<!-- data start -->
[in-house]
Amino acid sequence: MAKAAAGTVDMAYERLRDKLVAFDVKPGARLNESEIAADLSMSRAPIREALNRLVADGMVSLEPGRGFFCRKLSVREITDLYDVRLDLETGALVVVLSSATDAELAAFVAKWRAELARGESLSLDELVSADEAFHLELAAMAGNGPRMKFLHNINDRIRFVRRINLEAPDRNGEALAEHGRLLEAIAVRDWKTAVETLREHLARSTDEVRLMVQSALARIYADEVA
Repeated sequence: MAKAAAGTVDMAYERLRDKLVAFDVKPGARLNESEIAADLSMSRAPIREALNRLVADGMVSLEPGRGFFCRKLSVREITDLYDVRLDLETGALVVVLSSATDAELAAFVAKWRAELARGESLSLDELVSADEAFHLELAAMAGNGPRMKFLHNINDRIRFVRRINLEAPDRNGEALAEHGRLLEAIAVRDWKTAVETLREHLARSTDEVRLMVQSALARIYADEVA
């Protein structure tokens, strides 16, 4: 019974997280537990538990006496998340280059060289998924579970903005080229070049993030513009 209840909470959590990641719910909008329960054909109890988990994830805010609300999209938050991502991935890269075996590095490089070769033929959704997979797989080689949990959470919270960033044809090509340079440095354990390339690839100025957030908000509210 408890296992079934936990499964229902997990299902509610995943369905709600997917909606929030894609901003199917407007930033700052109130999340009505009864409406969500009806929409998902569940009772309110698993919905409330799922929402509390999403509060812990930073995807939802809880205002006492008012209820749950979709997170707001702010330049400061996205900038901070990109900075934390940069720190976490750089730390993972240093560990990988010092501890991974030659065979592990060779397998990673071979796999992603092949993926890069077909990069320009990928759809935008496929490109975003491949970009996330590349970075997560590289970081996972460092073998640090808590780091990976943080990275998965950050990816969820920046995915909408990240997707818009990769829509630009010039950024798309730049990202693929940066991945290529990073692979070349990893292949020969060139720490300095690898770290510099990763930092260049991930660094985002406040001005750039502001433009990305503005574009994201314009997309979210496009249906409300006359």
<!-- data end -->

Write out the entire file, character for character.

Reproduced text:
[in-house]
Amino acid sequence: MAKAAAGTVDMAYERLRDKLVAFDVKPGARLNESEIAADLSMSRAPIREALNRLVADGMVSLEPGRGFFCRKLSVREITDLYDVRLDLETGALVVVLSSATDAELAAFVAKWRAELARGESLSLDELVSADEAFHLELAAMAGNGPRMKFLHNINDRIRFVRRINLEAPDRNGEALAEHGRLLEAIAVRDWKTAVETLREHLARSTDEVRLMVQSALARIYADEVA
Repeated sequence: MAKAAAGTVDMAYERLRDKLVAFDVKPGARLNESEIAADLSMSRAPIREALNRLVADGMVSLEPGRGFFCRKLSVREITDLYDVRLDLETGALVVVLSSATDAELAAFVAKWRAELARGESLSLDELVSADEAFHLELAAMAGNGPRMKFLHNINDRIRFVRRINLEAPDRNGEALAEHGRLLEAIAVRDWKTAVETLREHLARSTDEVRLMVQSALARIYADEVA
């Protein structure tokens, strides 16, 4: 019974997280537990538990006496998340280059060289998924579970903005080229070049993030513009 209840909470959590990641719910909008329960054909109890988990994830805010609300999209938050991502991935890269075996590095490089070769033929959704997979797989080689949990959470919270960033044809090509340079440095354990390339690839100025957030908000509210 408890296992079934936990499964229902997990299902509610995943369905709600997917909606929030894609901003199917407007930033700052109130999340009505009864409406969500009806929409998902569940009772309110698993919905409330799922929402509390999403509060812990930073995807939802809880205002006492008012209820749950979709997170707001702010330049400061996205900038901070990109900075934390940069720190976490750089730390993972240093560990990988010092501890991974030659065979592990060779397998990673071979796999992603092949993926890069077909990069320009990928759809935008496929490109975003491949970009996330590349970075997560590289970081996972460092073998640090808590780091990976943080990275998965950050990816969820920046995915909408990240997707818009990769829509630009010039950024798309730049990202693929940066991945290529990073692979070349990893292949020969060139720490300095690898770290510099990763930092260049991930660094985002406040001005750039502001433009990305503005574009994201314009997309979210496009249906409300006359």